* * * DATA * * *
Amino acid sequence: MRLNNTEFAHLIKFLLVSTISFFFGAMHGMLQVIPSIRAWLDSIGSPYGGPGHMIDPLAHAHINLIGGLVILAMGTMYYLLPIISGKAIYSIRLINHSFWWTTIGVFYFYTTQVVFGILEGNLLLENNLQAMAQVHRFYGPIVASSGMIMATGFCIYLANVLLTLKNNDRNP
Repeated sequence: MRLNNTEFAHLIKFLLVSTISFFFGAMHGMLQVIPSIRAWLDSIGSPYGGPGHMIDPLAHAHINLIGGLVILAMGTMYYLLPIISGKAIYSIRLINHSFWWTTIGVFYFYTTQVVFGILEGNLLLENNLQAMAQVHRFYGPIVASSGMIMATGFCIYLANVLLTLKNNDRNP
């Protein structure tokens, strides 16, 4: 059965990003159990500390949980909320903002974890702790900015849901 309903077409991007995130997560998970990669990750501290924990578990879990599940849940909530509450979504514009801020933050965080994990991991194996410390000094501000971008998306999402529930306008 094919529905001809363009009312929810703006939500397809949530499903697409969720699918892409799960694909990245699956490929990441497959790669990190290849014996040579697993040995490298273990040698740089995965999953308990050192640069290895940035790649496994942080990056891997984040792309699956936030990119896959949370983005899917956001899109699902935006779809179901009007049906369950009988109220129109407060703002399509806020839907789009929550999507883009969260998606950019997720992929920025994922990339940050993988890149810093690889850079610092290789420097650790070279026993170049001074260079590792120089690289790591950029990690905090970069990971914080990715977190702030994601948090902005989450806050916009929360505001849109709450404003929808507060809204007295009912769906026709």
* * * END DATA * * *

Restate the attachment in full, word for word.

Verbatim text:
Amino acid sequence: MRLNNTEFAHLIKFLLVSTISFFFGAMHGMLQVIPSIRAWLDSIGSPYGGPGHMIDPLAHAHINLIGGLVILAMGTMYYLLPIISGKAIYSIRLINHSFWWTTIGVFYFYTTQVVFGILEGNLLLENNLQAMAQVHRFYGPIVASSGMIMATGFCIYLANVLLTLKNNDRNP
Repeated sequence: MRLNNTEFAHLIKFLLVSTISFFFGAMHGMLQVIPSIRAWLDSIGSPYGGPGHMIDPLAHAHINLIGGLVILAMGTMYYLLPIISGKAIYSIRLINHSFWWTTIGVFYFYTTQVVFGILEGNLLLENNLQAMAQVHRFYGPIVASSGMIMATGFCIYLANVLLTLKNNDRNP
């Protein structure tokens, strides 16, 4: 059965990003159990500390949980909320903002974890702790900015849901 309903077409991007995130997560998970990669990750501290924990578990879990599940849940909530509450979504514009801020933050965080994990991991194996410390000094501000971008998306999402529930306008 094919529905001809363009009312929810703006939500397809949530499903697409969720699918892409799960694909990245699956490929990441497959790669990190290849014996040579697993040995490298273990040698740089995965999953308990050192640069290895940035790649496994942080990056891997984040792309699956936030990119896959949370983005899917956001899109699902935006779809179901009007049906369950009988109220129109407060703002399509806020839907789009929550999507883009969260998606950019997720992929920025994922990339940050993988890149810093690889850079610092290789420097650790070279026993170049001074260079590792120089690289790591950029990690905090970069990971914080990715977190702030994601948090902005989450806050916009929360505001849109709450404003929808507060809204007295009912769906026709």